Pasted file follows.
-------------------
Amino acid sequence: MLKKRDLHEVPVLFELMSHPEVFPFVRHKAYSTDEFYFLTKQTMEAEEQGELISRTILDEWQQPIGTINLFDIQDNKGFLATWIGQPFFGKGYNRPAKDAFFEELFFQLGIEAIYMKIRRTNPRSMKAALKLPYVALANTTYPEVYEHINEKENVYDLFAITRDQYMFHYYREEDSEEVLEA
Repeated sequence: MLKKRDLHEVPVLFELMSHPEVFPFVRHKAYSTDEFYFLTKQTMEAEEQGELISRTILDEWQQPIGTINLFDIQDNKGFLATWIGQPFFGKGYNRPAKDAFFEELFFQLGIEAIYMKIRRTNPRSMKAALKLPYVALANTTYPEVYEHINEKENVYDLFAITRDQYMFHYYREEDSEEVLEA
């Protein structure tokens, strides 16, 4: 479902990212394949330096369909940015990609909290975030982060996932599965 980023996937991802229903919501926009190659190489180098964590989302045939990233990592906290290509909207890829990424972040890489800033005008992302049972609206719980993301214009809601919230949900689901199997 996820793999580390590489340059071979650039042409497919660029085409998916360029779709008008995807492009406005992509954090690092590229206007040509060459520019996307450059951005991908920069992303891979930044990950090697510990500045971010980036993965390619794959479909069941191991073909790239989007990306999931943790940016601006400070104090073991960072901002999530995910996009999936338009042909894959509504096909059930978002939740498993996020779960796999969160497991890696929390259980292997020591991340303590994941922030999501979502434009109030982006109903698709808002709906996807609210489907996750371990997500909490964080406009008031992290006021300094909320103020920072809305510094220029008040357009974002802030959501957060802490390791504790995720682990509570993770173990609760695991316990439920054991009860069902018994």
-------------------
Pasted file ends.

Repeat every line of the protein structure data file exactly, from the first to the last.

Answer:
Amino acid sequence: MLKKRDLHEVPVLFELMSHPEVFPFVRHKAYSTDEFYFLTKQTMEAEEQGELISRTILDEWQQPIGTINLFDIQDNKGFLATWIGQPFFGKGYNRPAKDAFFEELFFQLGIEAIYMKIRRTNPRSMKAALKLPYVALANTTYPEVYEHINEKENVYDLFAITRDQYMFHYYREEDSEEVLEA
Repeated sequence: MLKKRDLHEVPVLFELMSHPEVFPFVRHKAYSTDEFYFLTKQTMEAEEQGELISRTILDEWQQPIGTINLFDIQDNKGFLATWIGQPFFGKGYNRPAKDAFFEELFFQLGIEAIYMKIRRTNPRSMKAALKLPYVALANTTYPEVYEHINEKENVYDLFAITRDQYMFHYYREEDSEEVLEA
């Protein structure tokens, strides 16, 4: 479902990212394949330096369909940015990609909290975030982060996932599965 980023996937991802229903919501926009190659190489180098964590989302045939990233990592906290290509909207890829990424972040890489800033005008992302049972609206719980993301214009809601919230949900689901199997 996820793999580390590489340059071979650039042409497919660029085409998916360029779709008008995807492009406005992509954090690092590229206007040509060459520019996307450059951005991908920069992303891979930044990950090697510990500045971010980036993965390619794959479909069941191991073909790239989007990306999931943790940016601006400070104090073991960072901002999530995910996009999936338009042909894959509504096909059930978002939740498993996020779960796999969160497991890696929390259980292997020591991340303590994941922030999501979502434009109030982006109903698709808002709906996807609210489907996750371990997500909490964080406009008031992290006021300094909320103020920072809305510094220029008040357009974002802030959501957060802490390791504790995720682990509570993770173990609760695991316990439920054991009860069902018994």